New Delhi: With China, the world’s largest importer of iron ore, unwilling to buy the mineral from India at higher rates, prices have come down to $185-190 a tonne from $190-195.
Chinese customers are reluctant to pay higher prices resulting in iron ore stocks at major seaports of that country rising to around 42 million tonnes (MT), up from 40.4 MT in the middle of last month, according to a report.
“Some suppliers are starting to lower their offer prices, with those for 63.5% Fe Indian iron ore fines now down to $185-190 a tonne China from $190-195 in recent days,” the Steel Business Briefing (SBB) reports quoting Chinese traders.
At present, Chinese mills are more likely to consume their own iron ore reserves to maintain production, though these stocks are understood to be quite low.
With small mills buckling under the weight of high raw materials costs and limiting production, demand for imported ore has decreased to some extent, it pointed out.
“Customs statistics indicate China imported 29.77 MT of ore in October, down from 33.24 MT in September. And in the first 10 months of this year, China imported about 313.75 MT, up 16.65% from the same period of last year,” it added.
Reduced demand from China would make the domestic steel sector happy as the major utilities have been clamouring for conservation of ore. Even the Steel Ministry favours conservation over exports, given the major capex plans of steel companies.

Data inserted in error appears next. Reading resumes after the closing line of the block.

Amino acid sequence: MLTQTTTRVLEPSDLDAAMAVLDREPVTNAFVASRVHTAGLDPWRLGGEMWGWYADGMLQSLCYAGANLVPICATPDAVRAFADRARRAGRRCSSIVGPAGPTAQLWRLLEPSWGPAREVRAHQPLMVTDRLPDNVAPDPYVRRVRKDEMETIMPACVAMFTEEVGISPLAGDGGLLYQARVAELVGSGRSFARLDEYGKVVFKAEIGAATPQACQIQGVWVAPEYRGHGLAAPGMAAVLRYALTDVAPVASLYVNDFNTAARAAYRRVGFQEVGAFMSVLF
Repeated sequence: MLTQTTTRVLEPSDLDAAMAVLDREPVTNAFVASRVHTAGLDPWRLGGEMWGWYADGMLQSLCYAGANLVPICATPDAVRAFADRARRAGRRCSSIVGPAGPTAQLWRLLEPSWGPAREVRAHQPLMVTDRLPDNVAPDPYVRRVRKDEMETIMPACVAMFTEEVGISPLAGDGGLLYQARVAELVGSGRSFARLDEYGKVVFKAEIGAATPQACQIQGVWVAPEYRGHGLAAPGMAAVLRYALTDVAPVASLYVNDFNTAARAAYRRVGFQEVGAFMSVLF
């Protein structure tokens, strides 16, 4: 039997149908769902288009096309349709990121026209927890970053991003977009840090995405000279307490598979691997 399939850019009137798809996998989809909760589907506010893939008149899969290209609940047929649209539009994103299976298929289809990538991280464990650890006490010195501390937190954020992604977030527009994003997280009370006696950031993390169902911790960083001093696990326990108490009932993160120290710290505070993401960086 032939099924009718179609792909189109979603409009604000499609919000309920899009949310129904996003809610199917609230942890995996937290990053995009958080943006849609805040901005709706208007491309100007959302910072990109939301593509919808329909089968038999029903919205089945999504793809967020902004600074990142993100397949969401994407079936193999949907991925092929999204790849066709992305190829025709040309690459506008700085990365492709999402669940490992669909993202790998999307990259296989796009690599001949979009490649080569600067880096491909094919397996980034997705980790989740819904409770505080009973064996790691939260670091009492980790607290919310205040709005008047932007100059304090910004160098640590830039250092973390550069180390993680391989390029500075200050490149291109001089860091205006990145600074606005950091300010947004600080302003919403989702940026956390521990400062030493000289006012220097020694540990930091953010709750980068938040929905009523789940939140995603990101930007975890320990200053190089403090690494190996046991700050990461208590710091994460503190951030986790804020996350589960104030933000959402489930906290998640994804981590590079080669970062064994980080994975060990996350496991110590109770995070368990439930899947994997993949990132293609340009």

“The steel sector would need 138 MT of ore by 2011-12 and if the production level reaches 191 MT by 2019-20, the country would need 320 MT. So there is clearly a case for conservation,” Secretary to the Steel Ministry R S Pandey told PTI.
“If it happens that the country was being constrained to import ore, then such a disadvantage would be painful for the Indian steel industry,” he observed.
Pandey’s comments assume importance amid reports that the Union Cabinet would shortly take a view on the National Mineral Policy (NMP), wherein it is seeking to address the concerns of steelmakers. They have been vociferously demanding capping of iron ore exports to fructify their expansion plans.